Barbers and Hairstylists
Barbers and hairstylists evaluate clients' hair and discuss options before cutting, styling, dyeing, or treating hair. Barbers typically cut men's hair and offer services such as facials and shaving. Hair stylists color, shampoo, blow-dry, and advise male and female clients alike. Both barbers and hairstylists maintain appropriate safety and sanitation standards.
Cosmetologists administer treatments to clients' faces and scalps. They also help clients determine which cosmetics work best for them, based on skin type and tone. Some cosmetologists also work with wigs and hairpieces.
Manicurists and Pedicurists
Manicurists and pedicurists care for the fingernails and toenails of clients by cleaning, shaping, cutting, and coloring them either in salons, spas, or the clients' home. Manicurists and pedicurists also massage hands and feet, address rough skin and calluses, and provide guidance about how to care for feet and hands.
What Kinds of Cosmetology Degrees Are There?
Cosmetology programs include certificates, diplomas, and undergraduate degrees. When choosing a cosmetology program, students should consider their professional goals and personal interests. Certificates and diplomas provide fundamental knowledge and skills needed for cosmetology jobs, while an associate or bachelor's degree offers advanced courses in specialized sub-fields.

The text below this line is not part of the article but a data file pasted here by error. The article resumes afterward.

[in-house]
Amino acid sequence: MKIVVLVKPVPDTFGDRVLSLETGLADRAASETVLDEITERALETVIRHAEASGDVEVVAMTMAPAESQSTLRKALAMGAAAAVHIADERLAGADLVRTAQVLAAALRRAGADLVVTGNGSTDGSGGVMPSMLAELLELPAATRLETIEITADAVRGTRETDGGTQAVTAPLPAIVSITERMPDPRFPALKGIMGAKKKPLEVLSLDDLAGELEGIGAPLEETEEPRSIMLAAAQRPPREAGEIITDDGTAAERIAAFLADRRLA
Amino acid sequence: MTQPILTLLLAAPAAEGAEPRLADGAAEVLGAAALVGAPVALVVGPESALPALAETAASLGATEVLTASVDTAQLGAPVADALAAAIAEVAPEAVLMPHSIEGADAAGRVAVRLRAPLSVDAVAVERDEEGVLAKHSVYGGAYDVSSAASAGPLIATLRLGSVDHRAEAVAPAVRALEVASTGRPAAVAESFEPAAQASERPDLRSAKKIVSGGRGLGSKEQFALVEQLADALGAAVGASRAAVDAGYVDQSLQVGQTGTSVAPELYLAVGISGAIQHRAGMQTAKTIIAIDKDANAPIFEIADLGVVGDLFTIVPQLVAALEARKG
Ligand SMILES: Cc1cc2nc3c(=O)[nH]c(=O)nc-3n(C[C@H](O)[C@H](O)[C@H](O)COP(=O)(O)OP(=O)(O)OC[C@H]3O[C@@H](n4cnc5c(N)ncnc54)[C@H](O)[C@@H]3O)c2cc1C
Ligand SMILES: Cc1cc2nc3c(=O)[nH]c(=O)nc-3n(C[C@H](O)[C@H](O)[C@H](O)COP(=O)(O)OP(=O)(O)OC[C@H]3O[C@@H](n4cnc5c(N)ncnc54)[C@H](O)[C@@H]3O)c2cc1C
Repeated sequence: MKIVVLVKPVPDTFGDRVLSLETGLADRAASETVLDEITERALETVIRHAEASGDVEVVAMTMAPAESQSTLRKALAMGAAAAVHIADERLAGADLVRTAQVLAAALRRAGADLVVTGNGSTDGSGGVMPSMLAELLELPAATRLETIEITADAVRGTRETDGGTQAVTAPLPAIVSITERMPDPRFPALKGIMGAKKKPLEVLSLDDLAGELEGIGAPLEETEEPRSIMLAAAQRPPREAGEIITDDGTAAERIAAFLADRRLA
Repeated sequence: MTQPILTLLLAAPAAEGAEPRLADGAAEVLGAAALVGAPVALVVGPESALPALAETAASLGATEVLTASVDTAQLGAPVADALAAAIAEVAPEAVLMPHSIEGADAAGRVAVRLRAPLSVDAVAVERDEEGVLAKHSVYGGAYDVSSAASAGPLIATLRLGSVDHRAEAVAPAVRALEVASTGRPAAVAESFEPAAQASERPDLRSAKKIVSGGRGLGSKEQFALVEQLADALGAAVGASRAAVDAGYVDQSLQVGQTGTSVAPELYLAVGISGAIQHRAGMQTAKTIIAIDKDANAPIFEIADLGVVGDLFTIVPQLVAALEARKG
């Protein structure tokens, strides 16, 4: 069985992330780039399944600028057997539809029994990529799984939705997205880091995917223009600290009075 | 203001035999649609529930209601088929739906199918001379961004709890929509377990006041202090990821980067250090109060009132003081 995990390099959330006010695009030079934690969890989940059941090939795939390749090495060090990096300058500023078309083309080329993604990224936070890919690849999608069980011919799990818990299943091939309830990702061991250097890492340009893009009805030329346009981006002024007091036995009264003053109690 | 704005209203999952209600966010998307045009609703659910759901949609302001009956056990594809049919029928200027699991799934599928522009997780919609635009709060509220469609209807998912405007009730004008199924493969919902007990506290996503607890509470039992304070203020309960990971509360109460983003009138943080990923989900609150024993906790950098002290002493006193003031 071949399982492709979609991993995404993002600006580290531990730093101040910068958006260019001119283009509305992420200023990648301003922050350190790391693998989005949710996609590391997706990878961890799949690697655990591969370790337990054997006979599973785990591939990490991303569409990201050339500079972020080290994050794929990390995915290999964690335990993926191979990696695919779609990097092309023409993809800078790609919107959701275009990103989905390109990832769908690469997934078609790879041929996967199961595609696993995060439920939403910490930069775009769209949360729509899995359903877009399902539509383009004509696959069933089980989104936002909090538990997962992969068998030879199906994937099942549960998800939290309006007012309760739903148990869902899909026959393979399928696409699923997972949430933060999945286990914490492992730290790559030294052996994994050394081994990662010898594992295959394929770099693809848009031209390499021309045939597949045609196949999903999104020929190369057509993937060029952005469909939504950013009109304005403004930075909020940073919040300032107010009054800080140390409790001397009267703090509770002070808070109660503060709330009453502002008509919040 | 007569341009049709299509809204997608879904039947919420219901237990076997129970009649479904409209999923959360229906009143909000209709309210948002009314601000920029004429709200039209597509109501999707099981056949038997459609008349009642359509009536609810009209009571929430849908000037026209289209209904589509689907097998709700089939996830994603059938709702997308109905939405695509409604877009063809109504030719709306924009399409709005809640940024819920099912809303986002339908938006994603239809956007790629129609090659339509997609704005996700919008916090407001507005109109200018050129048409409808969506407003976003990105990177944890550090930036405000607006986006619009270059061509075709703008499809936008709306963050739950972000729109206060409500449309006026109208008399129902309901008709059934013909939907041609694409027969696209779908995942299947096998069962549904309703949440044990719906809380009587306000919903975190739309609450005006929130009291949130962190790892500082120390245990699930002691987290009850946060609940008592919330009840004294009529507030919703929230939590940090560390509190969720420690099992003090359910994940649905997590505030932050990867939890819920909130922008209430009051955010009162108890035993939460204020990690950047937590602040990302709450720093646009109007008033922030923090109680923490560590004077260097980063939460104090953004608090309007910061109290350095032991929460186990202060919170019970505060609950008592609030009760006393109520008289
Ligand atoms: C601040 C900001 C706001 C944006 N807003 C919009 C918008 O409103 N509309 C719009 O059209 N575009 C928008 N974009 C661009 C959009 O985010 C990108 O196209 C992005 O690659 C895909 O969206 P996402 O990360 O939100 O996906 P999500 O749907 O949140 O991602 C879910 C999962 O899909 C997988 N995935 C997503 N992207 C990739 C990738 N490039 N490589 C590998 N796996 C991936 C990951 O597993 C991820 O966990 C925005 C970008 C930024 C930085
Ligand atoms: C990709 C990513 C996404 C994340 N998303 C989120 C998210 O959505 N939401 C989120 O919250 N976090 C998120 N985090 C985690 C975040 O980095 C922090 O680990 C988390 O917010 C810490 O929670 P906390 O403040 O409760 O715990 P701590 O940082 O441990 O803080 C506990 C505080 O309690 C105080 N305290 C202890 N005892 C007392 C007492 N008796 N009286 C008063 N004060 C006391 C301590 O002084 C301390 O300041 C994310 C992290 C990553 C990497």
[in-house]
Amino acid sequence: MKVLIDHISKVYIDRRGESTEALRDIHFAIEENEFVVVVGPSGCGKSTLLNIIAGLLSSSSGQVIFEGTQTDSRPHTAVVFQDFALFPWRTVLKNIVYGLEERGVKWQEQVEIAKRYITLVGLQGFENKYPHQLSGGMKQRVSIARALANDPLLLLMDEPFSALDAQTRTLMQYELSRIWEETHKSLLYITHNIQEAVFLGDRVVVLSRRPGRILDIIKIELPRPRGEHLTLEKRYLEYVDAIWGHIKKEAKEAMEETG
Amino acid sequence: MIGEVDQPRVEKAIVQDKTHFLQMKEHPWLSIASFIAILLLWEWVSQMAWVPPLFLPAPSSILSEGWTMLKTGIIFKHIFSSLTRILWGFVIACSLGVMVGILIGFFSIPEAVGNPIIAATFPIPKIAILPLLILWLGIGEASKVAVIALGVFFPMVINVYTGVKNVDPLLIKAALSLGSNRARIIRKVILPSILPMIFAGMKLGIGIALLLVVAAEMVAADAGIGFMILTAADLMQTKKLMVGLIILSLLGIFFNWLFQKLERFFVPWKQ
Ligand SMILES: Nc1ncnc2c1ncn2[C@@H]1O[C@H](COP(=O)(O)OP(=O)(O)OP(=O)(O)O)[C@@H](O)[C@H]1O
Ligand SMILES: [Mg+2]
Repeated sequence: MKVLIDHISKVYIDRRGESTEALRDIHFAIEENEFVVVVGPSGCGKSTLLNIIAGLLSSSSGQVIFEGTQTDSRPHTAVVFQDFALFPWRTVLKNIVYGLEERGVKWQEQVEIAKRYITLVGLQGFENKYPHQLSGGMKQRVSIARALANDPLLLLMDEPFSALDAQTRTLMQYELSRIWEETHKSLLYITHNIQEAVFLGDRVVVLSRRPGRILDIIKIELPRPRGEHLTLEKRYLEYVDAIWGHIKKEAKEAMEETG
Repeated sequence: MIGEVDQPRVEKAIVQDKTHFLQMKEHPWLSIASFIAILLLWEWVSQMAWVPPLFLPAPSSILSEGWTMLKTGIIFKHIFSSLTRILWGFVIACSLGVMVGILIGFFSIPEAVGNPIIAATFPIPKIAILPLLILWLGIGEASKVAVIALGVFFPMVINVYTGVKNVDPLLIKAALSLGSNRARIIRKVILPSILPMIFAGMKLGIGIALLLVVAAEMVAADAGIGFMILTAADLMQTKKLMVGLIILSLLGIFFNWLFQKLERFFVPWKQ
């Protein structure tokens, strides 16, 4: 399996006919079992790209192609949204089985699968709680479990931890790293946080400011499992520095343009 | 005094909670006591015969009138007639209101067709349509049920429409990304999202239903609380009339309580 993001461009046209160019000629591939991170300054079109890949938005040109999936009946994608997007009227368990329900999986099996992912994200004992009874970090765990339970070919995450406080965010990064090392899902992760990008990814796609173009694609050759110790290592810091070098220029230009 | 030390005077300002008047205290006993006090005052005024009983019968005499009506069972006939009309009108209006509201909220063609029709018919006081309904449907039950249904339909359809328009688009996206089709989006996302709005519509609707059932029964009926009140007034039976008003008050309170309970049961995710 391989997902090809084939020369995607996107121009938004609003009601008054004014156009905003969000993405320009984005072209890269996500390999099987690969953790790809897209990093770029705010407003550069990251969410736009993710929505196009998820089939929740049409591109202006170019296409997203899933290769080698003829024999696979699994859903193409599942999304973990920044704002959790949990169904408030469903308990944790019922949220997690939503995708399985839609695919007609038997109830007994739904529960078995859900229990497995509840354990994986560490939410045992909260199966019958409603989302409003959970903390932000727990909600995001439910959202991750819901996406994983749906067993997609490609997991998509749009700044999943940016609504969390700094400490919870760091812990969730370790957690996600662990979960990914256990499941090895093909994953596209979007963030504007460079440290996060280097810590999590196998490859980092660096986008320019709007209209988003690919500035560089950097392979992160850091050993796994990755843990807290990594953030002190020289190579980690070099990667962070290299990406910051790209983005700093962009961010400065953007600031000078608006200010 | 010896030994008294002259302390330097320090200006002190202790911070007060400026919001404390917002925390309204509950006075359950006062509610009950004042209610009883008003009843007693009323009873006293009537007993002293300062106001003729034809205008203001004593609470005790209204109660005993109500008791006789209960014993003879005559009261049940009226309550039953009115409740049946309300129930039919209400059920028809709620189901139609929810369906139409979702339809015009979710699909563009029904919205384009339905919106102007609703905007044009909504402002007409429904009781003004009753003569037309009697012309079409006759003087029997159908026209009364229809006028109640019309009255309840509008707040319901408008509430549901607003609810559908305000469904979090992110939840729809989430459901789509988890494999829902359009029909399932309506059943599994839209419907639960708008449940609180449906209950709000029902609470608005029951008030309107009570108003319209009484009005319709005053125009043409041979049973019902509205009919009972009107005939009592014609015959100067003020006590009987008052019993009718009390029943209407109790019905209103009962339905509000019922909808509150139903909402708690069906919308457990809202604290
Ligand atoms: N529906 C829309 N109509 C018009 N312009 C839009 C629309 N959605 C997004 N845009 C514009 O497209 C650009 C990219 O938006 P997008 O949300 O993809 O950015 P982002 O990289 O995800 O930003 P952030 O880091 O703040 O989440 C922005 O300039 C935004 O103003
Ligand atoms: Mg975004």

Certificate in Cosmetology
A cosmetology certificate, sometimes called a diploma, introduces students to fundamentals of hair, skin, and nail care, frequently emphasizing one of these areas. For example, a certificate designed to train nail technicians can last for as few as six months.
Comprehensive certificates in cosmetology span one year or less, integrating coursework with practical training. Most certificates include at least 1,500 training hours to help students qualify for professional licensure in cosmetology. With a certificate in cosmetology, professionals can work as nail technicians, hair stylists, and skincare specialists.
Associate Degree in Cosmetology